Alicia de Barry: Mobile phones and instant internet access have affected our communication

Posted on April 6, 2016

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I miss the days before mobile phones and instant internet access. No, no, hear me out (pun intended!).

I cannot deny that the invention of the mobile phone, especially texting, and the internet, especially online chat, has changed my life for the better.

Instead of talking awkwardly on the phone, asking the person to repeat themselves and then giving up and pretending I have heard everything, I can just read the text.

If I have to talk to an insurance, phone, or education establishment, I find more often than not they have chat online.

The last time I used a chat service was with a phone company, my enquiry normally meant that I would have to speak on the phone, but after explaining my predicament they sorted the whole issue out for me via online chat.

Such a small gesture means so much to people like me; it means I have my independence and control.

However, there is something that has been bugging me, and has been for a few years now.

Technological advances have indeed improved mine, and possibly your life, but they have definitely brought some downsides.

One such downside is that it has affected our communication.

I depend on lip-reading to understand, and take part in a conversation. It is a well-known fact amongst my family and friends that if I ain’t looking at you, then I ain’t listening.

It takes effort, concentration, and to a certain extent stamina to be able to spend all day lip-reading a person, so my qualm with using technology is this.

If I put the effort in to make sure I am listening to someone, then I would really appreciate it if the person I am talking to could tear themselves away from their phone for five minutes.

There is nothing worse than talking to someone whilst they stare intently at their phone and interject with “mm-hmm”, “yep, yep, yep” whilst liking someone’s Facebook status.

I work in a secondary school, and I have done for the last three years, this is something that I have noticed becoming more and more common amongst the younger generation.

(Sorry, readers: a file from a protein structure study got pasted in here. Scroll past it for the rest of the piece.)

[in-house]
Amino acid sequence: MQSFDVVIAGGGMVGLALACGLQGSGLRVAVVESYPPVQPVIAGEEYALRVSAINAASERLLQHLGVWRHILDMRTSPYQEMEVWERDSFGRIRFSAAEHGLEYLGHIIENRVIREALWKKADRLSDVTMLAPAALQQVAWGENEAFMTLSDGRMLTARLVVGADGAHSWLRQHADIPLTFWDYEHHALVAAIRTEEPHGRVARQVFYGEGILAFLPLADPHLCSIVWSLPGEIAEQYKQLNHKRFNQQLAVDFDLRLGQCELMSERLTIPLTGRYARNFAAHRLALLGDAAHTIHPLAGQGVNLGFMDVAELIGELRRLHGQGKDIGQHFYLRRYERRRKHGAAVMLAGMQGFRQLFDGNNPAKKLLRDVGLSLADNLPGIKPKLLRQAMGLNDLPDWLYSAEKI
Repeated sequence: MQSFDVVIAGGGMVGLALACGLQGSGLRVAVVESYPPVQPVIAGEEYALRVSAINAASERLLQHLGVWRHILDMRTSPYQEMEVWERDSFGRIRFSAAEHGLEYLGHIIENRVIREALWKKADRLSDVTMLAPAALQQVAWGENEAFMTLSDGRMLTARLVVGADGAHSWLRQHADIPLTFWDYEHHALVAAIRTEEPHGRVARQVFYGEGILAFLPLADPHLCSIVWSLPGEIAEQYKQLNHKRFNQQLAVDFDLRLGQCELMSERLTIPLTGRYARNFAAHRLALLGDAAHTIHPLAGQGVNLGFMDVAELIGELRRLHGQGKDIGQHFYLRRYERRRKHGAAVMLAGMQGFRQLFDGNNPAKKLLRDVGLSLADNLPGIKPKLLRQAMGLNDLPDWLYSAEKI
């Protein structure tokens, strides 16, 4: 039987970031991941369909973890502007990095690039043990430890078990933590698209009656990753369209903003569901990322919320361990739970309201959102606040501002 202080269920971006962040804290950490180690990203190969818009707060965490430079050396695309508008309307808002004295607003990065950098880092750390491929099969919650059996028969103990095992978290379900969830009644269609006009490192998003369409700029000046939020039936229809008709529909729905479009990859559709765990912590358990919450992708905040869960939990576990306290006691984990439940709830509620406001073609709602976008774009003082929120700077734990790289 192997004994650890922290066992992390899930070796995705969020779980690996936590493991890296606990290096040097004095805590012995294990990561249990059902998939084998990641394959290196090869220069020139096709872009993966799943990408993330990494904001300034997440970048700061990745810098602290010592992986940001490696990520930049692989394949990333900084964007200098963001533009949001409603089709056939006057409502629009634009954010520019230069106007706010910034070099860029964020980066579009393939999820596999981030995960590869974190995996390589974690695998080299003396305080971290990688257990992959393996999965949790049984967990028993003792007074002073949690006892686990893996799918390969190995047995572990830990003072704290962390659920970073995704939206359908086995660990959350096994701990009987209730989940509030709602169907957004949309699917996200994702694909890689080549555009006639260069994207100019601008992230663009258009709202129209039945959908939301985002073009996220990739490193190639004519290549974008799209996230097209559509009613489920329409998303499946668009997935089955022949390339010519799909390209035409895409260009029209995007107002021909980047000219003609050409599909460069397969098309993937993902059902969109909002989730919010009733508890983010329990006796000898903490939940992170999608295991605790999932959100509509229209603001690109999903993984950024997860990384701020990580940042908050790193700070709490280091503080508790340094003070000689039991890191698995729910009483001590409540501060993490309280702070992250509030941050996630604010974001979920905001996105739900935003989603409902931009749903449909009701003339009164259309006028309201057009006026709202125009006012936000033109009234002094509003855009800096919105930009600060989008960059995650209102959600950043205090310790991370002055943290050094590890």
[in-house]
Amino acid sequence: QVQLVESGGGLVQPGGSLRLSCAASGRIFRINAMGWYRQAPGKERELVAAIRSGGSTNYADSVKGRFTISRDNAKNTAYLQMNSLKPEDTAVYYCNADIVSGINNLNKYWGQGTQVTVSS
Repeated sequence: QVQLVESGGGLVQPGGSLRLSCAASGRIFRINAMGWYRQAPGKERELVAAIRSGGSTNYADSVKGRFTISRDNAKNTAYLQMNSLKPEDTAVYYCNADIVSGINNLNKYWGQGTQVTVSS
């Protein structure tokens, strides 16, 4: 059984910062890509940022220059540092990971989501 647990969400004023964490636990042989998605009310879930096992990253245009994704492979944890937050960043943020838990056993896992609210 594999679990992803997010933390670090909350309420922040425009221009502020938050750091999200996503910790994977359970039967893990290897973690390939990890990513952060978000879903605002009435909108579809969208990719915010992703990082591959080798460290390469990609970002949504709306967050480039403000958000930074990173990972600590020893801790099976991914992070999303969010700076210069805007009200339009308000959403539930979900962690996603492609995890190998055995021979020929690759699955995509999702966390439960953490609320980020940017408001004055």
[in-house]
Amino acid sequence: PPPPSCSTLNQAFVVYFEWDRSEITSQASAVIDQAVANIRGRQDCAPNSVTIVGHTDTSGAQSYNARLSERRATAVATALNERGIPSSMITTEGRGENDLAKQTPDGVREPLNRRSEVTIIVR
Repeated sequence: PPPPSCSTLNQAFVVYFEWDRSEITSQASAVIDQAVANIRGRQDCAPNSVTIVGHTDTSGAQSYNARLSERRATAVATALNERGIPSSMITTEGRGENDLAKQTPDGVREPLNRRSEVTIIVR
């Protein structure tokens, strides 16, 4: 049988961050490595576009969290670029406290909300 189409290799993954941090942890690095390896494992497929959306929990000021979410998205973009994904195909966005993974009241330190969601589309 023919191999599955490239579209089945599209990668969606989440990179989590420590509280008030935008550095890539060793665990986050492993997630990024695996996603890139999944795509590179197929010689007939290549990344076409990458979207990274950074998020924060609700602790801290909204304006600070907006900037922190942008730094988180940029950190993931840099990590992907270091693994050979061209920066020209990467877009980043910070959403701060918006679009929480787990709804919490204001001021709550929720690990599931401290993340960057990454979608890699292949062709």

An interesting article in the Deseret News explores the theory that whilst there are definitely some advantages, face-to-face communication is being affected negatively by the ever increasing use of technology.

For example, one negative finding is that the younger generation are finding it harder to read emotion, or create strong relationships.

I cannot comment on that, but I can say that when I ask them to look at me whilst they are talking some of them only turn their heads, but do not meet my eyes.

I understand that some students may be shy, but too big a number of them are struggling to look at me when talking to, or with, me.

And another thing that has been bugging me. The constant use of earphones! Some of the students like to listen to music whilst doing work. I have no problem with this (even though research suggests that revising whilst listening to music hinders rather than helps) but, keeping an earphone in whilst having a conversation, not just with me, but their friends as well, comes across as a bit disrespectful.

I am being rather unfair though. This phenomenon is not restricted to the next generation. Our generation is just as guilty.

Many a time have I gone to a friend’s house for a cup of tea, or I have gone out for dinner with them and the first thing they do is take their phone out. It has gotten to the point where I think that I may just as well as not bother. They also stare at their phones whilst I am talking, or talk to me whilst looking at their phones.

But, I am trying to combat this. I simply stop talking and wait until they are no longer engrossed in the seemingly amazing article, or status that they are reading.

Even when they look up and say “I’m listening.” I reply with “I will wait until you are finished.” I do wait, they don’t expect me to and continue using their phone, but I will not continue talking.

This then results in a growing uncomfortable silence until they eventually give up and give me their whole attention, and I respond by giving them my whole attention through lip-reading and just generally enjoying their company.

I have noticed that slowly, but surely, my friends and family are not immediately reaching for their phone when I converse with them. They’ll have their phone in their hand or pocket, but they are beginning to understand and even emphasise with me.

Yeah, phones are good, but sometimes I miss the good old days.

Alicia is 70% deaf and wears hearing aids. She comes from Milton Keynes and lives with her husband who is hearing, and her cat, Mickey. She works in a study centre with Six Formers and loves it. She has an MA in English Literature which she says “is great because I I love books, books, books, and Earl Grey tea.”

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Posted in: Alicia de Barry